As of Thursday, July 25, 2013
WASHINGTON (AP) — Grants and scholarships are taking a leading role in paying college bills, surpassing the traditional role parents long have played in helping foot the bills, according to a report from loan giant Sallie Mae.
Since the recession, more college-bound students have eliminated schools from their searches based on costs and have relied less on their parents once they get to campus, said the report released Tuesday. Worries such as tuition increases and job losses seem to have faded as the economy has improved, yet parents and students still make decisions on schools, majors and work schedules based on the price tag.
“We have moved into a post-recession reality in how people pay for college,” said Sarah Ducich, Sallie Mae’s senior vice president for public policy.
College spending per student per year was about $21,000 during 2012, down from a peak of $24,000 in 2010, according to the Sallie Mae-Ipsos Public Affairs report.
The annual survey of student financial aid found students earned about $6,300 in grants and scholarships to pay for college costs, taking the top spots from parents. Student loans were the third most common source to pick up the bill for courses, housing and books.
The average student borrowed $8,815 that year in federal loans.
The rate for those loans was the subject of debate in the Senate last week, as lawmakers considered a compromise that would offer some students lower rates for the next few years but would prescribe higher rates for future classes. The Senate is expected to vote on that compromise this week.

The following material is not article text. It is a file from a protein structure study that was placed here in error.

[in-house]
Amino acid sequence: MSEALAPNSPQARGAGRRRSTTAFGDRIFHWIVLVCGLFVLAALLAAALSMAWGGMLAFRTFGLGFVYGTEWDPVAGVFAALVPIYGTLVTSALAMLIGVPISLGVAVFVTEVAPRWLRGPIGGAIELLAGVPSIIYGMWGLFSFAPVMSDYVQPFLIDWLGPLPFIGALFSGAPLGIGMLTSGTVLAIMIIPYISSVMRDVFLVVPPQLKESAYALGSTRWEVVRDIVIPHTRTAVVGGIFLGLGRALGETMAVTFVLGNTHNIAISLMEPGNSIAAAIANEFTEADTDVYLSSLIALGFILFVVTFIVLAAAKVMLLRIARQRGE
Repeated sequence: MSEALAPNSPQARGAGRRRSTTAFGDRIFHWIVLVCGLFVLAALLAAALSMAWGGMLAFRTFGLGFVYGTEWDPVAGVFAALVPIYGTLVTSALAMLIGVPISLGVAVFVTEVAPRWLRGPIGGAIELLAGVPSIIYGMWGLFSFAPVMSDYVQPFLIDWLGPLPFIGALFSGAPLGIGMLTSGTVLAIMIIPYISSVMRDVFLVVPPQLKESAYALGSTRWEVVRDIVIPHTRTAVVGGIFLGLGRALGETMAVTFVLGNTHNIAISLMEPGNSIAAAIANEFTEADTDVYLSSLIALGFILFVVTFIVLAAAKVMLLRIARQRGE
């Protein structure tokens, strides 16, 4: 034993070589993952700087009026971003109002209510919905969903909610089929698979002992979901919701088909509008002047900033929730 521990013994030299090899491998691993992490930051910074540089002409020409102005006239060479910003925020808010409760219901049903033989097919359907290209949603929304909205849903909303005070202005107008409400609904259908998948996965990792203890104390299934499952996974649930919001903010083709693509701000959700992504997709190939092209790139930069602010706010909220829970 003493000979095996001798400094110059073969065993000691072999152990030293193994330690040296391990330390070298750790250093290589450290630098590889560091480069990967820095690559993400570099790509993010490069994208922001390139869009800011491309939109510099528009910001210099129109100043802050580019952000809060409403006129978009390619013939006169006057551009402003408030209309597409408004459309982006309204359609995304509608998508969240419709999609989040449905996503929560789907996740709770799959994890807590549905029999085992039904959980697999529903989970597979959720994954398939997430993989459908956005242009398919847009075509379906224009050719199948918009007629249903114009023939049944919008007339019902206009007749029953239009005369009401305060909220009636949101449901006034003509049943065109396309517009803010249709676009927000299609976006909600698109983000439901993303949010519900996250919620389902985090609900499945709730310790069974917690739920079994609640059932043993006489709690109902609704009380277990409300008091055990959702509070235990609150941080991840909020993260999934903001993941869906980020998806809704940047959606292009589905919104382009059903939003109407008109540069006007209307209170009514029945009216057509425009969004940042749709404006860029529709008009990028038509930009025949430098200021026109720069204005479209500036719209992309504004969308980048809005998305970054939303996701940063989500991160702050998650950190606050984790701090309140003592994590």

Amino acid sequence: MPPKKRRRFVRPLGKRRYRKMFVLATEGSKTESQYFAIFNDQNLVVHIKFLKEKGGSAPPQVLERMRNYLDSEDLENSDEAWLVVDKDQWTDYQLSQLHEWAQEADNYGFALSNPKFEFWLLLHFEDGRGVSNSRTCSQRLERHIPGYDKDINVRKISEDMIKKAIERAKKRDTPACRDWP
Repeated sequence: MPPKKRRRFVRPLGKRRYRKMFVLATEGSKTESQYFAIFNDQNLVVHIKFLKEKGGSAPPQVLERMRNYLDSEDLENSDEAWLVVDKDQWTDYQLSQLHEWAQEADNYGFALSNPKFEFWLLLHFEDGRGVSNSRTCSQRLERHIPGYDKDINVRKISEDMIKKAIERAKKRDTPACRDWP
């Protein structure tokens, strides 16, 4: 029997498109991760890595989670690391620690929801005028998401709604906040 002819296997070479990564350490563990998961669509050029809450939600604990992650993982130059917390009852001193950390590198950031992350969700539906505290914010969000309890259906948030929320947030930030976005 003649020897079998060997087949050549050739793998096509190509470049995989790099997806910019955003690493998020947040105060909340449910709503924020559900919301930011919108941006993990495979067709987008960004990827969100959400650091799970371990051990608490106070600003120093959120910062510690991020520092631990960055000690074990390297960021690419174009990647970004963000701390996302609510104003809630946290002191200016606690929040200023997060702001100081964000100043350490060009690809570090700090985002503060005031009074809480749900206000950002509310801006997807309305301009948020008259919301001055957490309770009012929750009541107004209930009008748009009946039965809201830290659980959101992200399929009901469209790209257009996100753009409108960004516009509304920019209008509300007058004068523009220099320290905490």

Last year, the average family turned to grants and scholarships to cover 30 percent of college costs. Parents’ income and savings covered 27 percent of the bill and student borrowing covered 18 percent. The other 25 percent is mostly covered by students.
“Parents are willing to stretch themselves,” Ducich said “It’s not that they’re not willing to pay. It’s that their income is not keeping up.”
Parents’ enthusiasm for college has not shriveled, though. The survey found 85 percent of parents saw college bills as an investment in their children’s future.
“We’re in a new normal where big ticket items like college, families will pay for them but won’t stress about them too much,” said Cliff Young, managing director at Ipsos.
One-fifth of parents added work hours to pay for college and half of students increased their work hours, too. The report found 57 percent of families said students were living at home or with relatives, up from 41 percent last year and 44 percent in 2011.
One-fifth of students from low-income families chose to transfer to less expensive schools. About one-fifth of students said they changed majors to fields that were expected to be more marketable upon graduation. In all, 67 percent of students and their families eliminated colleges because of costs, up from 58 percent in 2008.